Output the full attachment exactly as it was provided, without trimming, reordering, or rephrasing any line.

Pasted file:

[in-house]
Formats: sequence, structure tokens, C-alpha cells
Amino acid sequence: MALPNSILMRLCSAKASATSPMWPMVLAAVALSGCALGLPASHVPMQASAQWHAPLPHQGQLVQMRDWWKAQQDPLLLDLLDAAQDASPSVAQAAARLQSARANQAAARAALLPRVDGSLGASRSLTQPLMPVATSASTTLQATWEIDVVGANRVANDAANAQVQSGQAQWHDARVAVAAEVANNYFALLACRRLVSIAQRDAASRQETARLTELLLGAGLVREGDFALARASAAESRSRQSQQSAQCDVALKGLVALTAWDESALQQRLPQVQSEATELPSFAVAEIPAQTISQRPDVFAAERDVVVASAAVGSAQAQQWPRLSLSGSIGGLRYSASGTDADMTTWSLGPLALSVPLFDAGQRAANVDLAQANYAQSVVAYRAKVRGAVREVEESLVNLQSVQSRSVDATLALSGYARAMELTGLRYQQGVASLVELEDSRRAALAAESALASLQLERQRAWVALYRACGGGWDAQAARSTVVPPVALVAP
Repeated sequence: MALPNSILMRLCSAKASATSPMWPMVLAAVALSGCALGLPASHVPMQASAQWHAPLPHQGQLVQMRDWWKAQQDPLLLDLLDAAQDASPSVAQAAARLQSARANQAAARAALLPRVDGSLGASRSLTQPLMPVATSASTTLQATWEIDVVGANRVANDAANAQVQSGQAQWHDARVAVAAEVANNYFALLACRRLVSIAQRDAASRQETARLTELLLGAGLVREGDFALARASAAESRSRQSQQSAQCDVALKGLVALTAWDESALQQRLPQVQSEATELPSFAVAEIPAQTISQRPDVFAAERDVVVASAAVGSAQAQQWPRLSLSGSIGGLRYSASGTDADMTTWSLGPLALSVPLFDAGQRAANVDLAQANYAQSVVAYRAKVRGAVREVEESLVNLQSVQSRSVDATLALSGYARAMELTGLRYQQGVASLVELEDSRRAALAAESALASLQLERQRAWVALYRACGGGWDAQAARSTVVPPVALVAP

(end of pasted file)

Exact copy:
[in-house]
Formats: sequence, structure tokens, C-alpha cells
Amino acid sequence: MALPNSILMRLCSAKASATSPMWPMVLAAVALSGCALGLPASHVPMQASAQWHAPLPHQGQLVQMRDWWKAQQDPLLLDLLDAAQDASPSVAQAAARLQSARANQAAARAALLPRVDGSLGASRSLTQPLMPVATSASTTLQATWEIDVVGANRVANDAANAQVQSGQAQWHDARVAVAAEVANNYFALLACRRLVSIAQRDAASRQETARLTELLLGAGLVREGDFALARASAAESRSRQSQQSAQCDVALKGLVALTAWDESALQQRLPQVQSEATELPSFAVAEIPAQTISQRPDVFAAERDVVVASAAVGSAQAQQWPRLSLSGSIGGLRYSASGTDADMTTWSLGPLALSVPLFDAGQRAANVDLAQANYAQSVVAYRAKVRGAVREVEESLVNLQSVQSRSVDATLALSGYARAMELTGLRYQQGVASLVELEDSRRAALAAESALASLQLERQRAWVALYRACGGGWDAQAARSTVVPPVALVAP
Repeated sequence: MALPNSILMRLCSAKASATSPMWPMVLAAVALSGCALGLPASHVPMQASAQWHAPLPHQGQLVQMRDWWKAQQDPLLLDLLDAAQDASPSVAQAAARLQSARANQAAARAALLPRVDGSLGASRSLTQPLMPVATSASTTLQATWEIDVVGANRVANDAANAQVQSGQAQWHDARVAVAAEVANNYFALLACRRLVSIAQRDAASRQETARLTELLLGAGLVREGDFALARASAAESRSRQSQQSAQCDVALKGLVALTAWDESALQQRLPQVQSEATELPSFAVAEIPAQTISQRPDVFAAERDVVVASAAVGSAQAQQWPRLSLSGSIGGLRYSASGTDADMTTWSLGPLALSVPLFDAGQRAANVDLAQANYAQSVVAYRAKVRGAVREVEESLVNLQSVQSRSVDATLALSGYARAMELTGLRYQQGVASLVELEDSRRAALAAESALASLQLERQRAWVALYRACGGGWDAQAARSTVVPPVALVAP